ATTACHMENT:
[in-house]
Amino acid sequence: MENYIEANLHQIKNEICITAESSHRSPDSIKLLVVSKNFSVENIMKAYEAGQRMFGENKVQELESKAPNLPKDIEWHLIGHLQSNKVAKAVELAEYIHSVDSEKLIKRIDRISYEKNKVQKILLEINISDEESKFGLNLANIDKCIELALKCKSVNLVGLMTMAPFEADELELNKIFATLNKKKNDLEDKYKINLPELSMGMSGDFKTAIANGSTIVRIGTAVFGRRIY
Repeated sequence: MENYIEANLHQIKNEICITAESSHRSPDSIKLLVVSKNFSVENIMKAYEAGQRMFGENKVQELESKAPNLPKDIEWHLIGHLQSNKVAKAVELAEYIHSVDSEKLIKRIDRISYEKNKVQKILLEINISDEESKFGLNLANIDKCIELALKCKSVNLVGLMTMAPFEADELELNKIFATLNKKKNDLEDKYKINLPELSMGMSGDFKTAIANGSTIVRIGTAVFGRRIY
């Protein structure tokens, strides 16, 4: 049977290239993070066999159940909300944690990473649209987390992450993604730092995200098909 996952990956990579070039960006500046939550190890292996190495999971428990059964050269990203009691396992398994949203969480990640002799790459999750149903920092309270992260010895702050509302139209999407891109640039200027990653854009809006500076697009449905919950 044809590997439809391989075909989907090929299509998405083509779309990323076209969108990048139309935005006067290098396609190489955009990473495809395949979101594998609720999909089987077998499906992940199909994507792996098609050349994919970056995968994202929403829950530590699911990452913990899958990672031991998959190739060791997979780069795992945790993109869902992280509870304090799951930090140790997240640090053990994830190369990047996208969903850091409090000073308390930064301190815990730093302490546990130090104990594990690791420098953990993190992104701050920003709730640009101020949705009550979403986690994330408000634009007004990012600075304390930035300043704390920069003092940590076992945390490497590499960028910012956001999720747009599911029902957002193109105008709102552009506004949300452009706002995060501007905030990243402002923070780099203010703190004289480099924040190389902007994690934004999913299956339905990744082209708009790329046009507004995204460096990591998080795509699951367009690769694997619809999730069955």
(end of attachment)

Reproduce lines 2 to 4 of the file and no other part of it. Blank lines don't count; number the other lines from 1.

Amino acid sequence: MENYIEANLHQIKNEICITAESSHRSPDSIKLLVVSKNFSVENIMKAYEAGQRMFGENKVQELESKAPNLPKDIEWHLIGHLQSNKVAKAVELAEYIHSVDSEKLIKRIDRISYEKNKVQKILLEINISDEESKFGLNLANIDKCIELALKCKSVNLVGLMTMAPFEADELELNKIFATLNKKKNDLEDKYKINLPELSMGMSGDFKTAIANGSTIVRIGTAVFGRRIY
Repeated sequence: MENYIEANLHQIKNEICITAESSHRSPDSIKLLVVSKNFSVENIMKAYEAGQRMFGENKVQELESKAPNLPKDIEWHLIGHLQSNKVAKAVELAEYIHSVDSEKLIKRIDRISYEKNKVQKILLEINISDEESKFGLNLANIDKCIELALKCKSVNLVGLMTMAPFEADELELNKIFATLNKKKNDLEDKYKINLPELSMGMSGDFKTAIANGSTIVRIGTAVFGRRIY
């Protein structure tokens, strides 16, 4: 049977290239993070066999159940909300944690990473649209987390992450993604730092995200098909 996952990956990579070039960006500046939550190890292996190495999971428990059964050269990203009691396992398994949203969480990640002799790459999750149903920092309270992260010895702050509302139209999407891109640039200027990653854009809006500076697009449905919950 044809590997439809391989075909989907090929299509998405083509779309990323076209969108990048139309935005006067290098396609190489955009990473495809395949979101594998609720999909089987077998499906992940199909994507792996098609050349994919970056995968994202929403829950530590699911990452913990899958990672031991998959190739060791997979780069795992945790993109869902992280509870304090799951930090140790997240640090053990994830190369990047996208969903850091409090000073308390930064301190815990730093302490546990130090104990594990690791420098953990993190992104701050920003709730640009101020949705009550979403986690994330408000634009007004990012600075304390930035300043704390920069003092940590076992945390490497590499960028910012956001999720747009599911029902957002193109105008709102552009506004949300452009706002995060501007905030990243402002923070780099203010703190004289480099924040190389902007994690934004999913299956339905990744082209708009790329046009507004995204460096990591998080795509699951367009690769694997619809999730069955």